I’m really confused. The post said it was written by a “Peregrin Wood”, yet, the reply was written by a “j clifford”, who said “I wrote”. I suppose they are the same person. Makes me laugh to think of one name posting a blog, and then another name posting a comment praising it, etc. Nice job!

    Also, I don’t “demand” political correctness from your site or anyone else’s. That’s not my bag, baby. I’m just ‘commenting’, as so invited to. So sorry if because the attitude of the poster leaves me too nauseous to eat my vegetables, or anything else.

    But the author (whomever that is) cleverly leave out what you “disassociated” with NASCAR: eating in (I guess the author doesn’t believe cooking is within the grasp of a NASCAR fan), nutrition (hence my pork rind comment) vegetables and salads (guess there’s no beer or deep-fried animal fat in either of those). I’m sure you’ve been personally at enough NASCAR races around the country to judge the fan base adequately.

    And the rest of the commentors show pretty much the same bigotry:
    John Stracke: only tomatoes the fans need are rotten ones to throw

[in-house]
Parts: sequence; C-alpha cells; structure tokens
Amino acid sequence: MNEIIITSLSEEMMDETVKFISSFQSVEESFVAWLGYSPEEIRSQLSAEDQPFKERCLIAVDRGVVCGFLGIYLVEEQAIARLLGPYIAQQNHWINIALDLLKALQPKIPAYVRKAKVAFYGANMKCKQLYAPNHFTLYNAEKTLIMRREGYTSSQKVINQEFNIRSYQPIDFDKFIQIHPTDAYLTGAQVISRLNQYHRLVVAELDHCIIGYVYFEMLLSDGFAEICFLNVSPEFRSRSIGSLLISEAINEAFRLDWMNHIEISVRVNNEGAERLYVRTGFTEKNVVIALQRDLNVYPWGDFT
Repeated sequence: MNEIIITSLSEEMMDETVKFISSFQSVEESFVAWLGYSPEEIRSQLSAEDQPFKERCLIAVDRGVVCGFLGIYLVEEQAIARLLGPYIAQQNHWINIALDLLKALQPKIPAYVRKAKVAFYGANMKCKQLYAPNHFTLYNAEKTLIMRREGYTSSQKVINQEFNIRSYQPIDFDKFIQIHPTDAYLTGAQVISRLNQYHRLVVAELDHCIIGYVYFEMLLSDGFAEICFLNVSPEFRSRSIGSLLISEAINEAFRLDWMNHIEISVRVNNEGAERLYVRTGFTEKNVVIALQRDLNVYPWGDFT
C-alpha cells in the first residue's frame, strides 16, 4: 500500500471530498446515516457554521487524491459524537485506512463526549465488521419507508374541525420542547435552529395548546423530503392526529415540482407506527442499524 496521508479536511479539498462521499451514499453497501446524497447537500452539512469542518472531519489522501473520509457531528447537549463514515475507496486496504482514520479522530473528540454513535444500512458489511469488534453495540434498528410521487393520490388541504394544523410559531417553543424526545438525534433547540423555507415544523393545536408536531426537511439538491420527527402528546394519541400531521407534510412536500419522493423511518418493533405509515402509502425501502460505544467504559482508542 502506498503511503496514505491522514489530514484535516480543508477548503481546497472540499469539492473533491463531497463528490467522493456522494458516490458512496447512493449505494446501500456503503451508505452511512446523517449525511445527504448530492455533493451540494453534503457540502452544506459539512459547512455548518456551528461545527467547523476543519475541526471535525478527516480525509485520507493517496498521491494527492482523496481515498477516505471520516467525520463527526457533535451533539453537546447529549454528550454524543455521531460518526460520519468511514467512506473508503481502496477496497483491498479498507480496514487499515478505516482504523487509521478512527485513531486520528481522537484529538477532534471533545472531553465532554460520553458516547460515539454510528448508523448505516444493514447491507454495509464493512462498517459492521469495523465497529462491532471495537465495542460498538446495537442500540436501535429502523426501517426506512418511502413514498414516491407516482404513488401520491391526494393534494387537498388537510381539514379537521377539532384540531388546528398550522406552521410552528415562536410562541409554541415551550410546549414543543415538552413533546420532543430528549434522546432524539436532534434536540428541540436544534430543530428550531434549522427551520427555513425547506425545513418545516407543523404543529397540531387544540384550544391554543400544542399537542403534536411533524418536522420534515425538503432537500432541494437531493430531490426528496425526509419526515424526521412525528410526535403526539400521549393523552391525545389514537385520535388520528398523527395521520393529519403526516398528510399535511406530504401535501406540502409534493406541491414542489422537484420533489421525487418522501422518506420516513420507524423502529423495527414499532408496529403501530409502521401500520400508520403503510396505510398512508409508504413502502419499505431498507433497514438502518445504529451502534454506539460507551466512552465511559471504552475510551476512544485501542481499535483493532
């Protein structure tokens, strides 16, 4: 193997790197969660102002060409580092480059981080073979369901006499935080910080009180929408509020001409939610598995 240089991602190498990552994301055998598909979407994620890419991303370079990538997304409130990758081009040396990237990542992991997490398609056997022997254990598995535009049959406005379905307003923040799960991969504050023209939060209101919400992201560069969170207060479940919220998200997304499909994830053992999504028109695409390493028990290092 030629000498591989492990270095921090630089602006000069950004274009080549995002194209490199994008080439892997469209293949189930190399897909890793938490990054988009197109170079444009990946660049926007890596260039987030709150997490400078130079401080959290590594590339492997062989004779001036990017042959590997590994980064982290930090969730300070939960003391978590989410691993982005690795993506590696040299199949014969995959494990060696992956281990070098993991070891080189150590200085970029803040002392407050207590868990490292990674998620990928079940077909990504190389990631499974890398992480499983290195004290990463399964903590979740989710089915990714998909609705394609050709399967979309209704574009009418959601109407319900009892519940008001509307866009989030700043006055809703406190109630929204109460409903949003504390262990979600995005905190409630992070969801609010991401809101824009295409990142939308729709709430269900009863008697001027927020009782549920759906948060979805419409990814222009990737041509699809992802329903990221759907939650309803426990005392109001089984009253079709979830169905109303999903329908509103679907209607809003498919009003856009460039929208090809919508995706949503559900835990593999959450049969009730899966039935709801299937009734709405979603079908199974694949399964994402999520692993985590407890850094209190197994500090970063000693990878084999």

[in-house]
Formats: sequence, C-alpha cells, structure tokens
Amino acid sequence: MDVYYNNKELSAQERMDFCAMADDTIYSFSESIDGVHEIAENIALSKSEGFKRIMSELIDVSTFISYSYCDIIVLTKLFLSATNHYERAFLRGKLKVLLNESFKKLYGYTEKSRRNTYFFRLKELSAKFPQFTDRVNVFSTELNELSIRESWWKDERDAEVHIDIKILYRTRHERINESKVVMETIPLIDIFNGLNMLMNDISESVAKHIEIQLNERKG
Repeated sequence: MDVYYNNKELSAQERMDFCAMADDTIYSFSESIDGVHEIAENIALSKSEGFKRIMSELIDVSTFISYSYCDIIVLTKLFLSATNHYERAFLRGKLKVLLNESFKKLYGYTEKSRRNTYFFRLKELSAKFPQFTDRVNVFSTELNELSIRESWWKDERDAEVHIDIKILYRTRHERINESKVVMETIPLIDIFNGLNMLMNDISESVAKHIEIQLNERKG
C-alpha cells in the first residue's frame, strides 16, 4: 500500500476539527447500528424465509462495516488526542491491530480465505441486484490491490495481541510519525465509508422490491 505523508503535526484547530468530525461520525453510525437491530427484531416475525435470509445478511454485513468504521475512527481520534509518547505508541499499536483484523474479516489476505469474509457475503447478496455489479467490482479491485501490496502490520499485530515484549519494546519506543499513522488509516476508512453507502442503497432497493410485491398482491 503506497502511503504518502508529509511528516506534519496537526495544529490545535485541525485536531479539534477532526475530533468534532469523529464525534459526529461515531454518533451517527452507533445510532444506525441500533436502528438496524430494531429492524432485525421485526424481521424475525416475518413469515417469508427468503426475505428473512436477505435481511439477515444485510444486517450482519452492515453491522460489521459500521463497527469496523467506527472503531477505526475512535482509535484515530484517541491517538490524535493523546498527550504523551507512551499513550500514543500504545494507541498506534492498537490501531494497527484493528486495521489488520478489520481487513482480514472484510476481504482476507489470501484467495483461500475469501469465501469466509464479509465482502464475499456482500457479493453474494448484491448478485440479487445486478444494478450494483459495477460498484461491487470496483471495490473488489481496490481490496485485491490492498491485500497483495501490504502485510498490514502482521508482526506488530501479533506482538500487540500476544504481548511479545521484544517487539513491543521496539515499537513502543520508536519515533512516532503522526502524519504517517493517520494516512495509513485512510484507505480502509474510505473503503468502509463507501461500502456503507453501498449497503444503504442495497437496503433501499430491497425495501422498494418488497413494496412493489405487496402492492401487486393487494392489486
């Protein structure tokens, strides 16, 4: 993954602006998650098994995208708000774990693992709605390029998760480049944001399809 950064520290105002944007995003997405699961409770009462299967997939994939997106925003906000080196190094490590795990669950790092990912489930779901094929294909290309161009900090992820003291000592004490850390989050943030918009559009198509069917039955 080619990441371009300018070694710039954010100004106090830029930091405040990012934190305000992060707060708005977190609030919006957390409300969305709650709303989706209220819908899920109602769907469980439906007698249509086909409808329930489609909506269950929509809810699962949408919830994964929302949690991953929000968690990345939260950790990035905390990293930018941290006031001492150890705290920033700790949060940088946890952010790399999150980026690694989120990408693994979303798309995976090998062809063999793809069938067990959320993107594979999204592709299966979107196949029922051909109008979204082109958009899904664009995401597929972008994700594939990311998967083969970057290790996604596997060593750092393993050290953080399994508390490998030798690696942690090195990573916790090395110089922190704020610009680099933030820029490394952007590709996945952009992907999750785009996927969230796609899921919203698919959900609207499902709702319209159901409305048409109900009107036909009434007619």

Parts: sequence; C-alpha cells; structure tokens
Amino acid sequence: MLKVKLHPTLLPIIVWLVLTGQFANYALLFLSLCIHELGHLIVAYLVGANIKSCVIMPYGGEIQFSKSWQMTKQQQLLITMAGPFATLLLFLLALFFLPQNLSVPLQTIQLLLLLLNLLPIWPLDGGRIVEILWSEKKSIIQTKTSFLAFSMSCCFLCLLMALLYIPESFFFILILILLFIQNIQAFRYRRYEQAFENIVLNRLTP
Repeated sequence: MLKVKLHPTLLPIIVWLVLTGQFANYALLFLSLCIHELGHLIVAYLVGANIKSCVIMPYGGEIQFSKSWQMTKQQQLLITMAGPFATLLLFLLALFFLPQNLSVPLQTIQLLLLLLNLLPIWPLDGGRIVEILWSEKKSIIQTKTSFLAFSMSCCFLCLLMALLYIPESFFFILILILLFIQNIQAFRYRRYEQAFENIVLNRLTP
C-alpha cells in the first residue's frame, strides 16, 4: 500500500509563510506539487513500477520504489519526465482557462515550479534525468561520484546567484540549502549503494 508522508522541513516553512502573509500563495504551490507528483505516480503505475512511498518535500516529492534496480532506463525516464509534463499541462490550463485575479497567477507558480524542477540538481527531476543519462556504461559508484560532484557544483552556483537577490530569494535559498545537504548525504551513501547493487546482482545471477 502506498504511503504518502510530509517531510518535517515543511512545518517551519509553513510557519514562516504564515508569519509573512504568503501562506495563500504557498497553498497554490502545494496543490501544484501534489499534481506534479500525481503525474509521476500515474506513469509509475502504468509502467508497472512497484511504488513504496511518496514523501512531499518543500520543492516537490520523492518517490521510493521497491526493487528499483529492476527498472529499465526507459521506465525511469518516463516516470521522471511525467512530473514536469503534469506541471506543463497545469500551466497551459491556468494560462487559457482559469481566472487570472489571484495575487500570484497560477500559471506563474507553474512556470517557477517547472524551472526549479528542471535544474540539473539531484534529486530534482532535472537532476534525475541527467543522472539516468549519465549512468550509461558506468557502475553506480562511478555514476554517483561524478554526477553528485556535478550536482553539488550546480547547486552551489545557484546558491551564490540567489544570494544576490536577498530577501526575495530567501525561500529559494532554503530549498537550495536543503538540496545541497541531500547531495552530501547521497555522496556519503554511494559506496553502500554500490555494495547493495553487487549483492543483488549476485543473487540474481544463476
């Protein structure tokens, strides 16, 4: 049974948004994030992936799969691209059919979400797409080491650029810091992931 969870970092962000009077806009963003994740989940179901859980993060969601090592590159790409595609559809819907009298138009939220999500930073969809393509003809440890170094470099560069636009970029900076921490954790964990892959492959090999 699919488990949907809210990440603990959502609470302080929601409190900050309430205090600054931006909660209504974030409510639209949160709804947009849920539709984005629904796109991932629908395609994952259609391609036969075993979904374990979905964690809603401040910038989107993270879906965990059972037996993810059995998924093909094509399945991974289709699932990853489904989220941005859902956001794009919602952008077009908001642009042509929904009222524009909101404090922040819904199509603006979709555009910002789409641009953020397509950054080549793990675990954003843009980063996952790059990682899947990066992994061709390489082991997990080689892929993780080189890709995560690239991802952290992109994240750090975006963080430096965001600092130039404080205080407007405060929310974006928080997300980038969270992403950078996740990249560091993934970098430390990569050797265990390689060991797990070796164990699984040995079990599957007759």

Mike: NASCAR fans = rednecks

    I only call bigotry where I see it. It’s typical of most bigots that they can’t see it in themselves and won’t admit it and deny it. Very typical.

    Please note that I’m not calling any of you bigots, but I’m merely identifying your work as bigoted work. Who you are is not me to judge, but your words are there for us to see.

  10. Odd Claude says:


    The explanation is simpler, and yet more complicated, than that.

    We’ve got a new blogging piece of software that we haven’t worked all the kinks out of yet. One of the kinks is that the software often changes the default author of a logged-in person in comments, so you have to go back and check it to make it right. If you’re a logged-in contributor to this site, but forget to check and correct it, you get the result as above.

    We’re trying to iron it out.

  11. jclifford says:

    That’s exactly what happened. For some reason, Peregrin’s name comes up as the default when I log in – and if I don’t de-select it, the article gets attributed to him incorrectly. Thanks for bringing this programming bug to our attention.

  12. John Stracke says:

    And the rest of the commentors show pretty much the same bigotry:
    John Stracke: only tomatoes the fans need are rotten ones to throw

    No, I said rotten tomatoes were the only ones associated with sports in general.

  13. Zing Berry says:

    Seems to me that Meghan is desperate to concoct some outrageous anti-Nascar bigotry where none exists. All that’s been said, really, is that the concept of Nascar doesn’t really fit with the concept of tomatoes, especially in terms of marketing.